The third section Kostecke titled Hyperfiction which he described as, A prose style in competition with tvs, vcrs, cable, the internet, computer games, surround sound cinemas, top-forty radio stations, and a whole lot more.

The Hyperfiction section is a collection of tiny stories written in very terse
short sentences. He achieved this by not adding any fluffy dumb shit to the lines. The story One Tiny Sec was used for The Underground versus Professionals experiment, and was enjoyed by everyone that read it. In the
story, Tits he talks about having an anorexic girlfriend he doesn't actually
like but stays with anyway and says this great line anyone can relate to, The summer ended as did everything else. Barbie kept accusing me of things that were true and I kept denying them.

The final section of Seoul in Slices has a review of Douglas Coupland's
Girlfriend in a Coma where he calls Coupland's book Primetime TV and
deconstructs the book to show that it is unworthy of the praise it has received by the media. Kostecke says about Coupland's prose at one point, It floats up into the air and becomes puffy little clouds that never rain. Kostecke Seoul in Slices is a great read if you enjoy travel literature that is more about a person living in a certain part of the world that grew up in a completely different culture and circumstances. And not just some person visiting a certain place and having wild obviously exaggerated adventures while there.

Saturday, November 11, 2006

Ian Verchere: General Delivery V0N 1B0 Whistler B.C.

Reviewed by: Victor Schwartzman

Victor has never met Ian, has never been skiing, and runs this blog.

Introduction by Douglas Coupland.

Published by Douglas & McIntyre (Vancouver/Toronto/Berkley): www.douglas-mcintyre.com. Available in the U.S. through Publishers Group West.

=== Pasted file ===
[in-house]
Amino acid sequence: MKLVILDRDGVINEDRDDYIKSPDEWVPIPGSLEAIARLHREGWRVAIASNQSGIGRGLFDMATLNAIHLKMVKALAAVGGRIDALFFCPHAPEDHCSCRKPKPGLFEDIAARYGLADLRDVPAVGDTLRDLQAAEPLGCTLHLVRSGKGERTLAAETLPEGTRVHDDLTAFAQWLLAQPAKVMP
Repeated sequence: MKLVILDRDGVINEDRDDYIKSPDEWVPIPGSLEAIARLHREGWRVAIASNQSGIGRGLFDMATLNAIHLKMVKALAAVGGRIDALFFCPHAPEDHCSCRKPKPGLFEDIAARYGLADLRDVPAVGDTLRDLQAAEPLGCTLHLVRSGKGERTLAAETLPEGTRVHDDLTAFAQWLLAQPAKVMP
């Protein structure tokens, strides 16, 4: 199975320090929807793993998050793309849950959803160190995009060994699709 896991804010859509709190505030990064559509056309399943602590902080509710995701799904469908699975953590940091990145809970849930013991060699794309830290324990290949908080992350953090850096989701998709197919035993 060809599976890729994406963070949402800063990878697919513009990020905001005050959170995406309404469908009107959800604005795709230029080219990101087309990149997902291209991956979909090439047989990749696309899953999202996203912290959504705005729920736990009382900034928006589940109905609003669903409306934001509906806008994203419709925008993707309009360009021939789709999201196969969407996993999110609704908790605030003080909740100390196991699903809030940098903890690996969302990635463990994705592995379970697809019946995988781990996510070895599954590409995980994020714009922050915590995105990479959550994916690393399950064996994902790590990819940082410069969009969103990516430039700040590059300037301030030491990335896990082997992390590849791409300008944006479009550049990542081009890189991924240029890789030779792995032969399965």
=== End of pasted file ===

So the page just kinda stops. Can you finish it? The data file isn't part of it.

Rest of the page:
A review of a guidebook to Whistler, an expensive ski resort near Vancouver, on the Underground Literary Alliance review blog? Huh? Whazzat about?

Because it is an underground guidebook. An anti-guidebook. Because it is more interested in delving into how Whistler was turned by multinational corporations from a great place to ski into a Disneyesque theme park. Because it remembers how things were and analyzes why things changed. Because although it is a pretty book, it ain’t pretty—it is ugly—in the best way possible.

“General Delivery VON 1BO Whistler B.C.” was written by Ian Verchere. He lived near Whistler, skied there religiously, and ‘grew up’ to be, among other things, a video game designer. He does not write like nor appear to be an elitist. He just really liked to ski. That is perhaps too healthy a lifestyle for the ULA, but so be it.

His book superficially resembles a guidebook. It is handsomely produced, yes. The writing in each chapter is short and easy to read, yes. There are many photographs, yes. There is information about Whistler’s history, yes. The book is very attractive, and masquerades nicely as a coffee table book, yes yes yes.

BUT. There are no street maps. No lists of hotels. No recommendations about where to stay. No pandering. Instead, Verchere looks at his personal connection with the Whistler that was, and the Whistler that is...and you get the feeling it makes him want to puke.

To wit: about naming ski slopes: “As for Blackcomb, it supposedly looks like a rooster’s comb, except black. The mountain originally went with a logging theme for their run names: Catskinner, Springboard, skid Road, Undercut. They changed the name of the run Hooker, a legitimate logging term, for reasons of propriety. That doesn’t explain why you can still ski Climax, Cougar Milk, Zig Zag, Angel Dust and Spanky’s Chute. To get to these runs, you’ll run the Wizard, a lift allegedly named after the 1986 porno film The Wizard of Ahh’s.